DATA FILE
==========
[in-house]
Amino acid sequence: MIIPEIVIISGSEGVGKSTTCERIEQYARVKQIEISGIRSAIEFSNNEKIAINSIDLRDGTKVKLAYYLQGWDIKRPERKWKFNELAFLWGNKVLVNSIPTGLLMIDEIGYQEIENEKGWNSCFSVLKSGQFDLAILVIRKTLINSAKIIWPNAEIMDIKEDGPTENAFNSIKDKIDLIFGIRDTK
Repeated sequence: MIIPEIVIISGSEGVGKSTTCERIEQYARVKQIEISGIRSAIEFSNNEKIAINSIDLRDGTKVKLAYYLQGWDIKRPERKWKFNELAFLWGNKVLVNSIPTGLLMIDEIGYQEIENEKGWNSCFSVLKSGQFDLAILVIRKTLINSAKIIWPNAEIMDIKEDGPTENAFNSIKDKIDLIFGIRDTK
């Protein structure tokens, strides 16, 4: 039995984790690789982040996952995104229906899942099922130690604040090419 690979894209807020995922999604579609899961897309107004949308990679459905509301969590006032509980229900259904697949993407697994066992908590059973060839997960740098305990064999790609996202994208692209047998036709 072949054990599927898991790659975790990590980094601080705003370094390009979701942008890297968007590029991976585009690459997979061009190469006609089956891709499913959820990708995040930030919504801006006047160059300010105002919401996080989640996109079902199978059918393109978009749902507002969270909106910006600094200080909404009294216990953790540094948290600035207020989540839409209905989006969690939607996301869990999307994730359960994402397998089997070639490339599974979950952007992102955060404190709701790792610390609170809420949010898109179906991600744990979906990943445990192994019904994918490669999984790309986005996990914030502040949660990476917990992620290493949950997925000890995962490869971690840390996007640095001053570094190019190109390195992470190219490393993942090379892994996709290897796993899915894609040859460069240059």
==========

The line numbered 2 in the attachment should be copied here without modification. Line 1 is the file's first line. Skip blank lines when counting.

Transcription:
Amino acid sequence: MIIPEIVIISGSEGVGKSTTCERIEQYARVKQIEISGIRSAIEFSNNEKIAINSIDLRDGTKVKLAYYLQGWDIKRPERKWKFNELAFLWGNKVLVNSIPTGLLMIDEIGYQEIENEKGWNSCFSVLKSGQFDLAILVIRKTLINSAKIIWPNAEIMDIKEDGPTENAFNSIKDKIDLIFGIRDTK